Honors College?

<p>Do you guys think that going on to honors College will increase your chance for med school admission? </p>

<p>Thanks!</p>

<p>No. Only your GPA matters.</p>

<p>But some of the perks from being in the Honor program can be pretty nice.</p>

<p>Agree with WOWM. You choose to go to Honors if you feel that you personally benefit from it. Otherwise, there is no reason. Some Honors classes are actually easier because prof is more accessible, because he does not need to babysit some lazy kids who need special arrangements to bring their grades up (like taking home exams and so forth). Prof. can focus on real stuff, enjoying small number of kids in class and their willingness to do the work.</p>

<p>Then there's not much incentive to take the more challenging courses, is there? What a way to encourage students to challenge themselves.</p>

<p>Honors doesn't often mean more challenging courses in college, anyway. Often they are just smaller classes that are taught by professors instead of TAs.
You might get to register early, get a special dorm or library or certain resources, but when it comes down to it honors Psychology is not more difficult than regular organic chemistry and honors calculus certainly isn't harder than normal calc-based physics.</p>

<p>^You're comparing "apple" courses with "orange" courses.</p>

<p>In a way, but find me someone who'd find Ochem easier than Psych 101 with an honors sticker.</p>

<p>It is based on opinion, but I'd argue that the majority of people who take 100 level humanities and difficult math and sciences courses will think the former is easier. I'm using math and science as an example, for there are difficult humanities and such, but I doubt an upper level humanities course would ever have an "honors" designation, for those classes are taken by only a small group of people.</p>

<p>D's UG did not have a singel class taught by TA, Honors or not. There is no engouragement to do Honors or not. You just do what you want, if you get accepted. Was not very easy at D's school, Honors had 200 spots. It had scholarships attached to ir also, earlier registration, which is crucial to some kids with multiple majors/minors.</p>

<p>wow, I'm surprised some school's honors courses are actually separate classes and have other perks. At UCLA, you take the same courses as everyone else, but if you want to do "honors" you have a few extra assignments and class meetings and whatnot and get an "H" next to the class on your transcript. </p>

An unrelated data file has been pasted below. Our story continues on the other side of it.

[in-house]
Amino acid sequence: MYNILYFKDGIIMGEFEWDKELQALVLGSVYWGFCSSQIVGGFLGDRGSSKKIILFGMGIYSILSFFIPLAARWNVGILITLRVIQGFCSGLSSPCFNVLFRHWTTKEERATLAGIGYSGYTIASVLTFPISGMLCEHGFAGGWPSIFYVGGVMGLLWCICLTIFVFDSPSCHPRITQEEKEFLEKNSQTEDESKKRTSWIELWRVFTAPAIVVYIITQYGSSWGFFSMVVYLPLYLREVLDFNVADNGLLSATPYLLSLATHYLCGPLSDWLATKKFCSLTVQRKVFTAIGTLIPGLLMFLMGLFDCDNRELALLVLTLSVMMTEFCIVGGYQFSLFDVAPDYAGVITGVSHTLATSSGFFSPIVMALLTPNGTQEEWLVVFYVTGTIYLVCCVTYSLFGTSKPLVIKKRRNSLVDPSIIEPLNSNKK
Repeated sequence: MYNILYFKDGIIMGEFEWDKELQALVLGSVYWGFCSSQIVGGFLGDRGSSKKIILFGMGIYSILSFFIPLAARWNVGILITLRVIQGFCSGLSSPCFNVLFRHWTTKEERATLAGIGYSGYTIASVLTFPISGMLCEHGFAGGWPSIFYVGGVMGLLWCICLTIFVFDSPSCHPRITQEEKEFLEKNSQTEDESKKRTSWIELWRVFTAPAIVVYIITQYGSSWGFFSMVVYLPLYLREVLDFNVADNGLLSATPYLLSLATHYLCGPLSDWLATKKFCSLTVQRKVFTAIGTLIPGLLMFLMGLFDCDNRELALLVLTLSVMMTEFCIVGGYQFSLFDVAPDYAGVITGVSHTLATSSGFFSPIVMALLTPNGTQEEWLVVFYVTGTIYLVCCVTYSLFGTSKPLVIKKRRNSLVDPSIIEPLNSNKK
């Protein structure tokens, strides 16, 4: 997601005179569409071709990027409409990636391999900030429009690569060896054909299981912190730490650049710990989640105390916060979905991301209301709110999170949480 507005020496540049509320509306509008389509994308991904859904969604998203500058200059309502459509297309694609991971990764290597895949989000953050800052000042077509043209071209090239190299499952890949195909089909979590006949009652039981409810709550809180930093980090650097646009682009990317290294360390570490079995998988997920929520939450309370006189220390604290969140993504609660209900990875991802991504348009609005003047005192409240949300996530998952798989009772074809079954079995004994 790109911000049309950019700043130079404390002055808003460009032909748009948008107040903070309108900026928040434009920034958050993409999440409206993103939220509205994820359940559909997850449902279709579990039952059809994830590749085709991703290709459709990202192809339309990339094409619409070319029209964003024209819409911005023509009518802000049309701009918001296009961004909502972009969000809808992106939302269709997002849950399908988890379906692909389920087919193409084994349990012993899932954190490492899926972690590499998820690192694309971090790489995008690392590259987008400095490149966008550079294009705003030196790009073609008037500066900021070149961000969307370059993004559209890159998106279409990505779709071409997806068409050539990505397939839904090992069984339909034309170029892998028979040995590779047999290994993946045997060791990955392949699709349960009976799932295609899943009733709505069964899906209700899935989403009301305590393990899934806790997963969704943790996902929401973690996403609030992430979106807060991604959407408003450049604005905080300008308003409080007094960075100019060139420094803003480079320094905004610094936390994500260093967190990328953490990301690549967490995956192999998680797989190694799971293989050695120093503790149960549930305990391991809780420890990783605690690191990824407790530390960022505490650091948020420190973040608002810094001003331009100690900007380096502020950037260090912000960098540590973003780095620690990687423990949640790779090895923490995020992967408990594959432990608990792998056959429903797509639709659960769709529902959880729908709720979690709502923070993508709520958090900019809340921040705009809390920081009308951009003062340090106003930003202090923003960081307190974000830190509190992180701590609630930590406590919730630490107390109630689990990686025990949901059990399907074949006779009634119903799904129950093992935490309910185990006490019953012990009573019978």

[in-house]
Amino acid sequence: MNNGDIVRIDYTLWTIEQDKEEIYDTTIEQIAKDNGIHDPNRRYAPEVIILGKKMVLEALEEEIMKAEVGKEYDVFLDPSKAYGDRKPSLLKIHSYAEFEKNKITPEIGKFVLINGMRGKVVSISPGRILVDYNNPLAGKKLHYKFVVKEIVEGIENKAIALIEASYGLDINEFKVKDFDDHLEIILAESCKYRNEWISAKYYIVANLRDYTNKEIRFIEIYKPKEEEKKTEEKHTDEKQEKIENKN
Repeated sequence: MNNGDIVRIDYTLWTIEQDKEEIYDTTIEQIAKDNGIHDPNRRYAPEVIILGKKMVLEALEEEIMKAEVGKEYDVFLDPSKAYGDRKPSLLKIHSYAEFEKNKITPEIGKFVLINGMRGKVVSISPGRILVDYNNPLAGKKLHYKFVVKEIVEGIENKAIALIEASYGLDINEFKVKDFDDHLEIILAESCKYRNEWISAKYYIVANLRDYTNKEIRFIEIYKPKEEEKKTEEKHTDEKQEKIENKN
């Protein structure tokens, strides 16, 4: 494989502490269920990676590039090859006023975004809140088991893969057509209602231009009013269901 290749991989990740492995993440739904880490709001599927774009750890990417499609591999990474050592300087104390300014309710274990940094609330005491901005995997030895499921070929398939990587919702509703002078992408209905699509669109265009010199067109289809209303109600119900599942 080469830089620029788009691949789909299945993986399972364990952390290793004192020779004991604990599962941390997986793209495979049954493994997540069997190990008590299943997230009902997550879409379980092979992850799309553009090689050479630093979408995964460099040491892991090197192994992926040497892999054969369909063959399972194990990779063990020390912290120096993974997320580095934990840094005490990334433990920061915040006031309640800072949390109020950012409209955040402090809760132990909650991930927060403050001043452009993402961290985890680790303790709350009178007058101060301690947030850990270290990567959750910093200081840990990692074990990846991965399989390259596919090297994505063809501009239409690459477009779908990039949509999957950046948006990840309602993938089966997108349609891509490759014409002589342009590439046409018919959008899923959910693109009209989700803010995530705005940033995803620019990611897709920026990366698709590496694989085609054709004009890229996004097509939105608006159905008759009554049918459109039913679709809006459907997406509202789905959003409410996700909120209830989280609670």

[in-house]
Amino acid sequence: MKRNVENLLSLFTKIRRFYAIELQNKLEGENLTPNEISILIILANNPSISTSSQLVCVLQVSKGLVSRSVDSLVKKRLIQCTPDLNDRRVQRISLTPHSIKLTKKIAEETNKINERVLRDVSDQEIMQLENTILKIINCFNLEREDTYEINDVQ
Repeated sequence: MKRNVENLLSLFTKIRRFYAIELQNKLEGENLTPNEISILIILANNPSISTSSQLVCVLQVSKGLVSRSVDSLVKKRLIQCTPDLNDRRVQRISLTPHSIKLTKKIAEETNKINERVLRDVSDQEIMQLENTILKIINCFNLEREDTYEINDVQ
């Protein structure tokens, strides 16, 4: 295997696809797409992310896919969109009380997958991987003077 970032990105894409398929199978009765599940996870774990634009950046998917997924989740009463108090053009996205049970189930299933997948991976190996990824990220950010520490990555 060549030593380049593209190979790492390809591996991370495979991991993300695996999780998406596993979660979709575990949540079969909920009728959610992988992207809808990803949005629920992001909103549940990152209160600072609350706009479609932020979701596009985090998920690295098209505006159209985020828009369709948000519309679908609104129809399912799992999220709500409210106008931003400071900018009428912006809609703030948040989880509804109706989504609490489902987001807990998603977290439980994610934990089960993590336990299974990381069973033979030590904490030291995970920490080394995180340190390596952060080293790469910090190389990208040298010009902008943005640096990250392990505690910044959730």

<p>Either way, honors classes do essentially nothing for your med school application. If you feel you will get some personal enrichment out of it, then go for it - otherwise, I'd pass.</p>

<p>The honor college is how a big state school attracts top students. The honor classes have much fewer students. Professors will demand more. But, the grades are more generous. You should look into these opportunities.</p>

<p>I would consider UCLA a big honor college. Hence, there is no need to have separate honor classes. ;)</p>

<p>*No. Only your GPA matters.</p>

<p>But some of the perks from being in the Honor program can be pretty nice. *</p>

<p>Yes...and when you're in a good honors college, you often have more access to the better profs, research opps, and it can be easier to get LORs.</p>

<p>I'm rather certain that my kids' honors college experiences and connections helped them snag some pretty awesome reseach opps at other univeristies this summer (an REU and a VIGRE). Having an LOR from the Dean of the Honors College (who knows you) isn't a small thing.</p>

<p>The most important thing of being in Honors is early registration. You never deal with classes being full. You register to practically empty class, you are first to choose, especially if Honors has very limited number of spots (200 in my D's case). In addition, as I mentioned Honors had scholarships attached, so why not? LORs you got primarily from your Research place (again sometime this person is a dean) and some profs that you possibly worked for. Research was available for everybody, all it took email and pretty relaxed interview. But again it depends on college. At D's UG, Honors was so small, that getting into it made one feel very special (reguirement was ACT=31+ and top 2% of class). I do not know why person would not participate in Honors after getting a spot.</p>

<p>I'm surprised some school's honors courses are actually separate classes and have other perks.</p>

<p>Yes...at my kids' flagship, the Univ Honors Program classes only have 15 students in each class. Very LAC-like..seminar, discussion-based, everyone participates in discussions, etc.</p>

<p>While I would say that UCLA is a top school, I would not say that it's like a big honors college suggesting that every class is an 'honors class"... That's just silly to think that classes with 200 - 800 students in them are "honors classes". You're just a number in those classes. </p>

<p>BTW...some very good schools have honors classes. Tufts has honors classes. And, I would say that Tufts is a peer to UCLA.</p>

<p>The Honors program may also result in a stronger Committee Letter, if your college does them. (The "more challenging courses" will be noted in the letter.)</p>